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Boykin v. Moorehouse

United States District Court, C.D. Illinois, Peoria Division

August 31, 2016

DAVID BOYKIN, Plaintiff,
v.
AMY MOOREHOUSE, Defendant.

          MERIT REVIEW OPINION

          SUE E. MYERSCOUGH UNITED STATES DISTRICT JUDGE.

         Plaintiff, proceeding pro se and presently incarcerated at Pontiac Correctional Center, brings the present lawsuit pursuant to 42 U.S.C. § 1983 alleging deliberate indifference to a serious medical need. The matter comes before this Court for merit review under 28 U.S.C. §1915A. In reviewing the complaint, the Court takes all factual allegations as true, liberally construing them in Plaintiff's favor. Turley v. Rednour, 729 F.3d 645, 649 (7th Cir. 2013). However, conclusory statements and labels are insufficient. Enough facts must be provided to “state a claim for relief that is plausible on its face.” Alexander v. U.S., 721 F.3d 418, 422 (7th Cir. 2013) (internal citation omitted).

         ALLEGATIONS

         Plaintiff is currently incarcerated at Pontiac Correctional Center (“Pontiac”). Defendant is a medical technician at Pontiac. Plaintiff alleges that he suffers from an unspecified medical condition that causes excruciating pain in his kidneys, back, and head. Plaintiff also alleges that blood has been present in his urine for the past two (2) years, and the pain prevents him from sitting up.

         Plaintiff alleges that, in July 2015, Defendant refused to accept Plaintiff's requests for medical treatment and money vouchers. Plaintiff alleges that Defendant stated that she does not care about Plaintiff's medical conditions and that the pain pills were the only medical treatment she would offer him.

         ANALYSIS

         Inmates are entitled to adequate medical care under the Eighth Amendment. Estelle v. Gamble, 429 U.S. 97, 104-05 (1976). To prevail, a plaintiff must show that the prison official acted with deliberate indifference to a serious medical need. Id. at 105. Claims of negligence, medical malpractice, or disagreement with a prescribed course of treatment are not sufficient. McDonald v. Hardy, 821 F.3d 882, 888 (7th Cir. 2016) (citing Pyles v. Fahim, 771 F.3d 403, 408 (7th Cir. 2014), and Duckworth v. Ahmad, 532 F.3d 675, 679 (7th Cir. 2008)). Rather, liability attaches when “the official knows of and disregards an excessive risk to inmate health or safety; the official must both be aware of facts from which the inference could be drawn that a substantial risk of serious harm exists, and he must also draw the inference.” Farmer v. Brennan, 511 U.S. 825, 837 (1994).

         Plaintiff allegations of excruciating pain and blood in his urine are sufficient to allege that he suffers from an objectively serious medical need. See King v. Kramer, 680 F.3d 1013, 1018 (7th Cir. 2012) (“An objectively serious medical need is one that has been diagnosed by a physician as mandating treatment or one that is so obvious that even a lay person would easily recognize the necessity for a doctor's attention.” (internal quotations omitted)).

         Liberally construed, Plaintiff's allegations suggest that although Defendant has knowledge of Plaintiff's medical condition, Defendant is refusing to provide, or restricting access to, medical care. Plaintiff's allegations leave open the possibility that Plaintiff is receiving alternative treatment for his medical conditions. If Plaintiff is receiving alternative treatment, and his requests stem from a disagreement with the course of treatment provided, or a demand for specific medical treatment, then Plaintiff's claims may ultimately fail. See Snipes v. DeTella, 95 F.3d 586, 592 (7th Cir. 1996) (The Constitution does not require specific medical treatment and mere disagreements with the course of treatment are not sufficient to impose constitutional liability). However, at this point, the Court cannot rule out a constitutional claim.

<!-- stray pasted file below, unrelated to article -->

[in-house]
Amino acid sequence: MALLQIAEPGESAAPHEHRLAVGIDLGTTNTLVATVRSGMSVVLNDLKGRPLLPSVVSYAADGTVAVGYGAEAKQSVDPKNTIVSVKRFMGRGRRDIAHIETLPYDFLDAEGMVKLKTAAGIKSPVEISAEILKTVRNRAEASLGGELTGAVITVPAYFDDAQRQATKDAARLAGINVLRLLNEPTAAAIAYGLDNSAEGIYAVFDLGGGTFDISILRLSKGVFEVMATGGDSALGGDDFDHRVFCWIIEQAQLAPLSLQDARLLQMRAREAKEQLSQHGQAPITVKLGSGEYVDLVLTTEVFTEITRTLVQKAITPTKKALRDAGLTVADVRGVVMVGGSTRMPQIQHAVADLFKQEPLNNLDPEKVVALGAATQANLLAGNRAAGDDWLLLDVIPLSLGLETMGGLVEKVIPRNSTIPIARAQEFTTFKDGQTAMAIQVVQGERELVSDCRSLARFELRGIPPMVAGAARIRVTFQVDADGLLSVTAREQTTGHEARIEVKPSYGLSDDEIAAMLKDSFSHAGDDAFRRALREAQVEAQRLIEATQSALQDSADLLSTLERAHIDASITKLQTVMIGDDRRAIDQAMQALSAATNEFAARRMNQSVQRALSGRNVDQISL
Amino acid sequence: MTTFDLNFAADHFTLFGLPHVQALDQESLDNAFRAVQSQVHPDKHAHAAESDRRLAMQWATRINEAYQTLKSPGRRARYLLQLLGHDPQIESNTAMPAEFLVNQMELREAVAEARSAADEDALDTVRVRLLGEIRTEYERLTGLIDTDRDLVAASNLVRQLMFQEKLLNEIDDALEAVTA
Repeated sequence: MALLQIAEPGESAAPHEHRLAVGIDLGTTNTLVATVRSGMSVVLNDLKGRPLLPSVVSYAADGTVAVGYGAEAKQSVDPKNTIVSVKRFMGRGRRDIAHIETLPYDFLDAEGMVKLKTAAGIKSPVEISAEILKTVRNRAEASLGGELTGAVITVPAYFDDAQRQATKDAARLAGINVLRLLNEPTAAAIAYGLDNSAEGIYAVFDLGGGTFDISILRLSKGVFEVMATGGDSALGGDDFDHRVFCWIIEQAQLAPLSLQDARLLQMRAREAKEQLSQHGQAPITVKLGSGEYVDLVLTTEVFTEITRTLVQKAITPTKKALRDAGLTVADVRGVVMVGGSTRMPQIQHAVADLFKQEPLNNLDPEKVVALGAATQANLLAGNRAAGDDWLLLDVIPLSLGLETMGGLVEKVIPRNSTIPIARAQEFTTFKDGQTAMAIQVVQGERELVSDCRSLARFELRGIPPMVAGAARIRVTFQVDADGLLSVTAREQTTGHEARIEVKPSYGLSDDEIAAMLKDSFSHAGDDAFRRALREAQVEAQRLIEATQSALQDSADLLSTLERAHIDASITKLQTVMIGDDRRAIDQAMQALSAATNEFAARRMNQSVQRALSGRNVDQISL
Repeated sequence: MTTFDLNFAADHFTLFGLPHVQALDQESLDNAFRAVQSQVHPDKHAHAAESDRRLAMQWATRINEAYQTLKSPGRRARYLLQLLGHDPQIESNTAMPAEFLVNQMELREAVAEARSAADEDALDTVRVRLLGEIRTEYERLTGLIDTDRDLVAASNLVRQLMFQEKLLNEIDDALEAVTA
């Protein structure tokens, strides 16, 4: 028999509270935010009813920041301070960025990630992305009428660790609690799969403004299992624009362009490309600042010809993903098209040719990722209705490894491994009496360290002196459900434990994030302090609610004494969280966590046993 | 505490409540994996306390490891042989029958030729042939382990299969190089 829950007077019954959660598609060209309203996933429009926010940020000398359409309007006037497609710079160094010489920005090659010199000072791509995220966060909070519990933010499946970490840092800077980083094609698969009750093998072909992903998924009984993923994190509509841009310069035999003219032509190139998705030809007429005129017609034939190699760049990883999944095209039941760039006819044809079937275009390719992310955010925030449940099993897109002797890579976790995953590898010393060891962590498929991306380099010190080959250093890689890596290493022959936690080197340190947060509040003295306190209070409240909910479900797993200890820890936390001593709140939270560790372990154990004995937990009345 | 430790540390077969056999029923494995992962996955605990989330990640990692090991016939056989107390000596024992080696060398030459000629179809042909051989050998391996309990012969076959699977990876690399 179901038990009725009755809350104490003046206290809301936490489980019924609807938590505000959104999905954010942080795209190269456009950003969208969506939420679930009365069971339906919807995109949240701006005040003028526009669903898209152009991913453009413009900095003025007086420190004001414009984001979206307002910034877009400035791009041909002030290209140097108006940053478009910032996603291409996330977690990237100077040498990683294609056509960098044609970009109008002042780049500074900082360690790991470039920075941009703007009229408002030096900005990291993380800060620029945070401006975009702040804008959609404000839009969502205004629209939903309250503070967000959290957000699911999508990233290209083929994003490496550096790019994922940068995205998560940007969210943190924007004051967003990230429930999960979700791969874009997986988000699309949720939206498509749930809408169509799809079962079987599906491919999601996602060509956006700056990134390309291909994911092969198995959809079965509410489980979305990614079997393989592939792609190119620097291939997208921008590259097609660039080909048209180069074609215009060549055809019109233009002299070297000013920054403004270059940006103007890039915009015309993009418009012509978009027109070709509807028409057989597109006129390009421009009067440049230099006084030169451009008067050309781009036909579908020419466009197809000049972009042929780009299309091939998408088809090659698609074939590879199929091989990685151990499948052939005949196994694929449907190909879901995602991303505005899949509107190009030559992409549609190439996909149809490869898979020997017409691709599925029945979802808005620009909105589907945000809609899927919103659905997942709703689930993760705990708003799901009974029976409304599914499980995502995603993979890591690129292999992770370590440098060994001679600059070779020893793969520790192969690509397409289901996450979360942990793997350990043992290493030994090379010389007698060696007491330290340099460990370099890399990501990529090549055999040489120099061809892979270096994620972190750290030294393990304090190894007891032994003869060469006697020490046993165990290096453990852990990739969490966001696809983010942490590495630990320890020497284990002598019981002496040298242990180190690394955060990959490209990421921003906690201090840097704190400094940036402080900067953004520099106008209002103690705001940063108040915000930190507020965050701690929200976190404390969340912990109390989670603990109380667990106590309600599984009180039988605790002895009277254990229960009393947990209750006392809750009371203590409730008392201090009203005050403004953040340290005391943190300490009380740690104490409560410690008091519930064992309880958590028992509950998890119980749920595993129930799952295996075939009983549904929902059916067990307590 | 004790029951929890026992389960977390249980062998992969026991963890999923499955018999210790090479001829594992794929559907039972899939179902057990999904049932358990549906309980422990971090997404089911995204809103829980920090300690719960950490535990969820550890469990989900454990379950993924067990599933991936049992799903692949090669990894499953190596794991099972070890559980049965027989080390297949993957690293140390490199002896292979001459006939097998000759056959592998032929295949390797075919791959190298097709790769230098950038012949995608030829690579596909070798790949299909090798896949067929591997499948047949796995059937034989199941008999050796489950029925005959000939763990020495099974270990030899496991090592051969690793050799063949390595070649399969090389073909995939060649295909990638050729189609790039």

Plaintiff's Motion to Request Counsel

         Plaintiff filed a Motion to Request Counsel. (Doc. 5). Plaintiff has no constitutional or statutory right to counsel in this case. In considering the Plaintiff's motion, the court asks: (1) has the indigent Plaintiff made a reasonable attempt to obtain counsel or been effectively precluded from doing so; and if so, (2) given the difficulty of the case, does the plaintiff appear competent to litigate it himself? Pruitt v. Mote, 503 F.3d 647, 654-55 (7th Cir. 2007) (citing Farmer v. Haas, 990 F.2d 319, 322 (7th Cir. 1993)).

         Plaintiff alleges he sent a letter to the DePaul Legal Clinic and has not yet heard back. Plaintiff did not attach a copy of the letter he sent and did not provide details regarding when he sent it. Therefore, the Court finds that Plaintiff has not shown he made a reasonable attempt to secure counsel on his own. If Plaintiff intends to renew his motion, he should write to multiple attorneys, attach copies of the letters sent, and attach copies of any responses received. Because Plaintiff has not satisfied the first prong, the Court does not address the second. Plaintiff's motion is denied with leave to renew.

         IT IS THEREFORE ORDERED:

         1) Plaintiff's Motion to Request Counsel [5] is DENIED ...


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